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Rated: 13+ · Short Story · Contest Entry · #2210039
Convicted Witch surveys her fellow citizens

         Here I stand, listening as he reads, in a somber voice, from the book of judgment, reciting my crime of Witchcraft. Little does he know of those not recorded. Yet my crimes are trivial compared to those of the powerful self-righteous. Their crimes are not crimes because they write the law to make their outrages legal. I face the loop for the absurd nonsense of witchcraft. They skate through the loopholes to steal, plunder, and persecute in the name of God and the Law.
         I survey the crowd observing me. Strangely, I am able to see into them -- beyond the skin and bones -- into their soul. Some eagerly wait for the spectacle. Among them, I see Silas McCaskey and his wife Abitha. T’wasn’t witchcraft when they came to me seeking my potions to cure their sick child. Then I was ‘a saint sent by God.’
         Thaddeus and Priscilla Chamberlain feel discomfort, recognizing it was the fake screaming of their wretched spoiled daughter that put me here instead of her in the lockup for trying to steal my chickens. Will their day come before they meet their maker naturally?
         Still, others stand confident that God has given them the solemn duty to carry out his vengeance, not comprehending that God gives not a rip about them or me.
         Father Iorath Maddocks stands beside me, feigning remorse for my soul while he savors his last adventure stealing the innocence of one of his altar boys. He did not fear my witchcraft when he came to my house to save my soul by forcing me to bed.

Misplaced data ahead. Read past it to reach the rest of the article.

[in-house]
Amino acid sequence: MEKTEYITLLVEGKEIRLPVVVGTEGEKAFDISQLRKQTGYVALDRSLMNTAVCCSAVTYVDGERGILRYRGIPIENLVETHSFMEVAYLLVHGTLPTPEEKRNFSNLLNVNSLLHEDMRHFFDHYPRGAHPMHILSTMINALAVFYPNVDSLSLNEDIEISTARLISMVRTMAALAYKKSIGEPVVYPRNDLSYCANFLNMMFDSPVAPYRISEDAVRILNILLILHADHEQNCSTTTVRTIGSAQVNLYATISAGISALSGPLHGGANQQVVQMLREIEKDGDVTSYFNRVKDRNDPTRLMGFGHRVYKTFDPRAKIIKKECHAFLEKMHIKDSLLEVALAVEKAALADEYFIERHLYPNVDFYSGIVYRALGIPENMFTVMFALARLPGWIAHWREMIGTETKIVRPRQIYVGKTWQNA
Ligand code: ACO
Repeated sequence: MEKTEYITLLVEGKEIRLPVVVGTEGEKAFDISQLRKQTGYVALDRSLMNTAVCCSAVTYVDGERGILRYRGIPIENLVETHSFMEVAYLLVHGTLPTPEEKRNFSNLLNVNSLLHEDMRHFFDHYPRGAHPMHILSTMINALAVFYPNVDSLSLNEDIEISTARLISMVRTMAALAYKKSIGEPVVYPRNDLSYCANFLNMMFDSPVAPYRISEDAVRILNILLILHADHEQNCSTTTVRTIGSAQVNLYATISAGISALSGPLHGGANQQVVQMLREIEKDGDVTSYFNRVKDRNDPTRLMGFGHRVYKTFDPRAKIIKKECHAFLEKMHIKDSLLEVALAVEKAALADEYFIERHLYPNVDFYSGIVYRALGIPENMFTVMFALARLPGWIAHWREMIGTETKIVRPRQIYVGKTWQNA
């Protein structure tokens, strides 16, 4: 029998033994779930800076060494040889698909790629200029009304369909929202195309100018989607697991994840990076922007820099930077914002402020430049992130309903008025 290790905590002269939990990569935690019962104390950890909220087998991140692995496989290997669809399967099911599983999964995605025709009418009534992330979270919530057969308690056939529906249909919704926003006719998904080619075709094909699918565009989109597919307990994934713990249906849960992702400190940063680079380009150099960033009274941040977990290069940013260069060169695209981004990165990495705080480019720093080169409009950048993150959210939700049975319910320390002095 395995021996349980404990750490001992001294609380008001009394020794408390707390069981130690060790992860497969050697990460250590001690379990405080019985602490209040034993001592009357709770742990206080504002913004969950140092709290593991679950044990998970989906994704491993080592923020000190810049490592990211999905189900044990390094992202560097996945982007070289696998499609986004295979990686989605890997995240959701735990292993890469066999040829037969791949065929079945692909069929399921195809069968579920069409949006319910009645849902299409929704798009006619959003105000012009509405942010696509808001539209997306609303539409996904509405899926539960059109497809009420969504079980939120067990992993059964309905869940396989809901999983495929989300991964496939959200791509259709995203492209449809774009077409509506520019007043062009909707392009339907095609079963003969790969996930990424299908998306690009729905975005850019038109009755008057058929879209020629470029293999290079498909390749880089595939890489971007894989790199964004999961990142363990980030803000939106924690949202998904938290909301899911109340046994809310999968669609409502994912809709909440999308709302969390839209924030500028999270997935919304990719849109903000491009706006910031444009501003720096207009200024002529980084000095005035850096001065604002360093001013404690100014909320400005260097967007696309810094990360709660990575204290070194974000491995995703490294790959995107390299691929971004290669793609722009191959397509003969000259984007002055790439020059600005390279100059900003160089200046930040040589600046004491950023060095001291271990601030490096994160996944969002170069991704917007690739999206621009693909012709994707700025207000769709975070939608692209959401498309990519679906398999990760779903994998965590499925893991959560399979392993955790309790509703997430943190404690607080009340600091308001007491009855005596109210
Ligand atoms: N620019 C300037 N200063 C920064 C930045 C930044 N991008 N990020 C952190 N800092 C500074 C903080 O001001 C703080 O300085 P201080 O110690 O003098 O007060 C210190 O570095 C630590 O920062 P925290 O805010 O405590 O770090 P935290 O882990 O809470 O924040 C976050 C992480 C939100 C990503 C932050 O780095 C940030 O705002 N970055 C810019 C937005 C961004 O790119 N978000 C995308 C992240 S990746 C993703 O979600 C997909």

A few shed heartfelt tears, trying to reconcile this absurd social ritual with their belief on where we stand with God. There stands my dear friend Widow Prudence Anderson who shared the warmth of my fireplace and the few scraps of food I could spare for her. Are those tears of pity or tears of fear that she might be the next to stand here?
         Off to the edge of the crowd I see Homer Perkins and Jedidiah Taylor, who spoke kind words to me when they needed a favor, then defamed me behind my back to those set on putting me on this scaffold. They will pick a few pockets while they watch.
         Close at hand stands the one who makes his living carrying out the edicts of the state. In his soul, I see nothing. No compassion for the victims, no satisfaction in supposed justice. Just a job to be done by one who somehow finds himself at this station in society – respected, feared, loathed -- doing what no others have the courage or stomach to do.
         Has it never occurred to them, were I the witch they accuse me of being, I would cast a spell sending them all to the fires of hell and walk down from this gallows laughing?
         In a few minutes, I will stand before God seeking the favor of his blessing, far from this madness they call civilization.
         “Hangman — do your duty.”

Word count: 506
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